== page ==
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Snowplow 0.4.7 released with additional JavaScript tracking options

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We have just released Snowplow version 0.4.7. This release bumps the Snowplow JavaScript tracker to version 0.6, with two significant new features:

  1. The ability to set a site ID for your tracking – useful for multi-site publishers
  2. The ability to log ecommerce transactions – useful for merchants wanting to track orders

A huge thanks to community member Simon Andersson from Qwaya for contributing the ecommerce tracking functionality – thank you Simon!

We’ll take a look at both of these new features in turn:

Site ID

The Snowplow JavaScript tracker now lets you set a site identifier before you start logging events. The new method for this is called setSiteId() – it takes one argument, the identifier you have assigned to this site. For example:

_snaq.push(['setAccount', 'd3rkrsqld9gmqf'<span class="p">]); _snaq.push(['setSiteId', 'CFe23a'<span class="p">]); _snaq.push(['trackPageView'<span class="p">]);

The querystring passed to your Snowplow collector will now include the following parameter:


where said stands for Site or App ID – because we plan on using the same parameter for mobile and desktop app tracking as well.

This new feature should be helpful for anyone running multiple sites (or perhaps clients) against the same Snowplow collector – it means that you can easily partition your Snowplow events by site, whilst still being able to run cross-site analyses should you so wish.

Note that we haven’t yet added extracting said to our ETL process, but we have an open ticket for this.

Ecommerce transactions

To date, we have been analysing e-commerce transactions using Snowplow by:

  • Logging every product add to basket event
  • Logging every product remove from basket event
  • Netting these events off to determine the final contents of the order

This approach works, but it adds complexity in the analysis step. Happily community member Simon Andersson has contributed an alternative solution: dedicated Snowplow e-commerce transaction tracking, similar to the functionality found in the Google Analytics JavaScript API.

The idea is that you add the new tracking code to your shop’s checkout confirmation page, so that the completed order can be sent to Snowplow. A complete example of the new tracking code looks like this:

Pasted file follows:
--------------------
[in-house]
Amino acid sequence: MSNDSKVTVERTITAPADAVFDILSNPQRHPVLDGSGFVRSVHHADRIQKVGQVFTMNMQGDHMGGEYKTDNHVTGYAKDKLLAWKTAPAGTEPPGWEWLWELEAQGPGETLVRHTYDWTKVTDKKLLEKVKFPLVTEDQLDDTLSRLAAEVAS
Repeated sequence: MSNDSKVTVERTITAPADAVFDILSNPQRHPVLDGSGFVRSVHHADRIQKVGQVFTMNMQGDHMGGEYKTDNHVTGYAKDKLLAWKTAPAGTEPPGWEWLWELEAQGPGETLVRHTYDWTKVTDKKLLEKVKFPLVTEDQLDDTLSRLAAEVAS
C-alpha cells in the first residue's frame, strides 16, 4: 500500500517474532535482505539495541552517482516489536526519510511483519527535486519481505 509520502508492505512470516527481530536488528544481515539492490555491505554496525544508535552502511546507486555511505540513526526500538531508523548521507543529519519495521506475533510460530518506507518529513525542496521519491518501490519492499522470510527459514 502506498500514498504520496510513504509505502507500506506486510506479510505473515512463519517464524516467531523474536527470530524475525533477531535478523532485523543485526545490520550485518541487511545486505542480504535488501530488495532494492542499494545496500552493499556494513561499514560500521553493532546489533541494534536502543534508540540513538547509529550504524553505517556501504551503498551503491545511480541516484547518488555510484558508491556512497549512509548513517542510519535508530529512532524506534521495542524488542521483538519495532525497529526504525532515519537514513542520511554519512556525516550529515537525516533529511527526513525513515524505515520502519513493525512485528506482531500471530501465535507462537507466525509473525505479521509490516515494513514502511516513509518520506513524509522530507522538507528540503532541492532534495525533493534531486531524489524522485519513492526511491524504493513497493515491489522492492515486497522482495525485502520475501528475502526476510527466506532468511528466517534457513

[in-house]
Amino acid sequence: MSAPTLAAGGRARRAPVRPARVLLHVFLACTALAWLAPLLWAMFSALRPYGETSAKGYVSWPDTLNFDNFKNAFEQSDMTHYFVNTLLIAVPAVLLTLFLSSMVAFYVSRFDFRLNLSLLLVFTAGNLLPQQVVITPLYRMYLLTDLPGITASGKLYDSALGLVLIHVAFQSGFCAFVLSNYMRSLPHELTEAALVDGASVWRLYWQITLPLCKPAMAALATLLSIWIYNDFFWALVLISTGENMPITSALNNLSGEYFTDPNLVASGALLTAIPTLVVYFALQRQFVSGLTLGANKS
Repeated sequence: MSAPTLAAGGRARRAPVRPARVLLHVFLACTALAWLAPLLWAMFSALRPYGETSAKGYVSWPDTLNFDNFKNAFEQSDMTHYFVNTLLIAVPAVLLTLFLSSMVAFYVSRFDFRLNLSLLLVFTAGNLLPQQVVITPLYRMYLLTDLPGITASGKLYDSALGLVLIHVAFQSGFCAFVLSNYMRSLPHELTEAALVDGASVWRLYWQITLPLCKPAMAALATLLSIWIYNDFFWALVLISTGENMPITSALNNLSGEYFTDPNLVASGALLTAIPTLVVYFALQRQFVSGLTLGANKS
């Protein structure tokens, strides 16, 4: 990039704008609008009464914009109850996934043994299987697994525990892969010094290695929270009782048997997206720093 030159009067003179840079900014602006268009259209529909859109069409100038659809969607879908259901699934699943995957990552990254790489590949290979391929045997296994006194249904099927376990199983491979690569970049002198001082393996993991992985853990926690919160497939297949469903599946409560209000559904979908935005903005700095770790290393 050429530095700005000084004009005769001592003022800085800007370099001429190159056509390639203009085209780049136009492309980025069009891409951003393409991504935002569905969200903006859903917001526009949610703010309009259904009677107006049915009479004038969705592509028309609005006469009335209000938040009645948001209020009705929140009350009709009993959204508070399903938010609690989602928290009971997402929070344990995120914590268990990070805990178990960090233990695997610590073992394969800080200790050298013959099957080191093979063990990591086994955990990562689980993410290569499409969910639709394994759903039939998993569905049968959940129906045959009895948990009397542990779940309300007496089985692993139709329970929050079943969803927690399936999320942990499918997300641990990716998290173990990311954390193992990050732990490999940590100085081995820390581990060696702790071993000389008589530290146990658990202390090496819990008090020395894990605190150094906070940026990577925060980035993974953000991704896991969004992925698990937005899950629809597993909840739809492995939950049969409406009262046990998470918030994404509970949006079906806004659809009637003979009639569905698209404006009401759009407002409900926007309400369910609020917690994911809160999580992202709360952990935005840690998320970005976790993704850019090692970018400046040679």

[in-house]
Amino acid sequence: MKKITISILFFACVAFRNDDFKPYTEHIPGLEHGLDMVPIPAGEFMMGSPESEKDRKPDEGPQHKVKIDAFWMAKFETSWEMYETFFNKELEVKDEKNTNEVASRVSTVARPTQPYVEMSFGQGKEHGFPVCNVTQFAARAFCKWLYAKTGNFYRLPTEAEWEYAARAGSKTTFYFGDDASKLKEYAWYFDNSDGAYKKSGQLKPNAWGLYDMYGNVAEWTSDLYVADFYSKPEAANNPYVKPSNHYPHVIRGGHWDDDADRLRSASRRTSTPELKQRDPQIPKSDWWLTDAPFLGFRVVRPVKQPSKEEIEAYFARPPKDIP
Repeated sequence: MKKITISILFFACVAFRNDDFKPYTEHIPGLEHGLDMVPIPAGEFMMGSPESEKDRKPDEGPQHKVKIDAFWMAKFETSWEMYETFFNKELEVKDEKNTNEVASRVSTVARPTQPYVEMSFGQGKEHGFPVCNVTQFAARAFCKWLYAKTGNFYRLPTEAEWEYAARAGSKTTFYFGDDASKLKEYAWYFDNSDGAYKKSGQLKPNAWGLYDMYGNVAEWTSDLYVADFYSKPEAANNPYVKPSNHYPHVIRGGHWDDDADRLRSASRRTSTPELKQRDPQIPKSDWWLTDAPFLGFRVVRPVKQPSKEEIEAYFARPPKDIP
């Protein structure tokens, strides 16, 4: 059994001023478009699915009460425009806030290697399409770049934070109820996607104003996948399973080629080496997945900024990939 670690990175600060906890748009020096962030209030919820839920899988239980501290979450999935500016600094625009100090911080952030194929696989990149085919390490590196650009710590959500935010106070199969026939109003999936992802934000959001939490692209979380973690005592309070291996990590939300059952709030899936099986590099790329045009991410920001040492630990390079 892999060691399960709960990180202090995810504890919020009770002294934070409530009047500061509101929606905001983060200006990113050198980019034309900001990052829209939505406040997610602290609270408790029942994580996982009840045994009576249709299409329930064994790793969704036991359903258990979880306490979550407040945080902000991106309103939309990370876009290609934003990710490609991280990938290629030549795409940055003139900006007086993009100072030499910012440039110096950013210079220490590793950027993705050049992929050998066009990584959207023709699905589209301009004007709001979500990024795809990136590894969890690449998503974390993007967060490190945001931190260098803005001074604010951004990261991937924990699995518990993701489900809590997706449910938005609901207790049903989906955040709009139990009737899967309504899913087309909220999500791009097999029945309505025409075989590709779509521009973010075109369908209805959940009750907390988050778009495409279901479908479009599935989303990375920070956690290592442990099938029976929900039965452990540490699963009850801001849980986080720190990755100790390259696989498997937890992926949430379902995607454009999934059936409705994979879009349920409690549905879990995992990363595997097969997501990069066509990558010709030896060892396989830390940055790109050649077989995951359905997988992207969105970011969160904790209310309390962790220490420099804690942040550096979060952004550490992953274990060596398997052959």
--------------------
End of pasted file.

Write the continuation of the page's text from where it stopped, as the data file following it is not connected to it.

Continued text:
var orderId = 'order-123'<span class="p">; // addTrans sets up the transaction, should be called first.  _snaq.push(['addTrans', orderId, // order ID - required  '', // affiliation or store name  '8000', // total - required  '', // tax  '', // shipping  '', // city  '', // state or province  '' // country  <span class="p">]); // addItem is called for each item in the shopping cart.  _snaq.push(['addItem', orderId, // order ID - required  '1001', // SKU - required  'Blue t-shirt', // product name  '', // category  '2000', // unit price - required  '2' // quantity - required  <span class="p">]); _snaq.push(['addItem', orderId, // order ID - required  '1002', // SKU - required  'Red shoes', // product name  '', // category  '4000', // unit price - required  '1' // quantity - required  <span class="p">]); // trackTrans sends the transaction to Snowplow tracking servers.  // Must be called last to commit the transaction.  _snaq.push(['trackTrans'<span class="p">]);

The above example creates an order (aka “transaction”) with ID order-123 and then adds two line items (two blue t-shirts and one pair of red shoes) as line items to the order. The final trackTrans call sends this complete order to Snowplow as three separate events – one each for the order and its line items.

This new functionali
ty should be useful for anybody who wants to track orders transacted in a online shopping cart such as Magento, PrestaShop or Spree.

Note that we haven’t yet added extracting these e-commerce orders to our ETL process, but we have an open ticket for this.


We have made the minified JavaScript tracker version 0.6 available on this URL:


There are no breaking changes with the previous version 0.5, so you can upgrade your existing Snowplow JavaScript tracker without issue.

Note that we have now added versioning to the JavaScript tracker’s URL. This is because we have “breaking changes” to the JavaScript tracker in the pipeline (see e.g. issues #29 and #32).


A final note to say thanks again to Simon Andersson for contributing the ecommerce tracking functionality! Community contributors like Simon A and Simon R(umble) are helping us to quickly make the Snowplow vision a reality.

And of course, we welcome contributions across the five Snowplow sub-systems. If you would like help implementing a new tracker, trying a different ETL approach or loading Snowplow events into an alternative database, please get in touch!

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Alex Dean
Alex Dean

Alex is the Co-founder and CEO of Snowplow.

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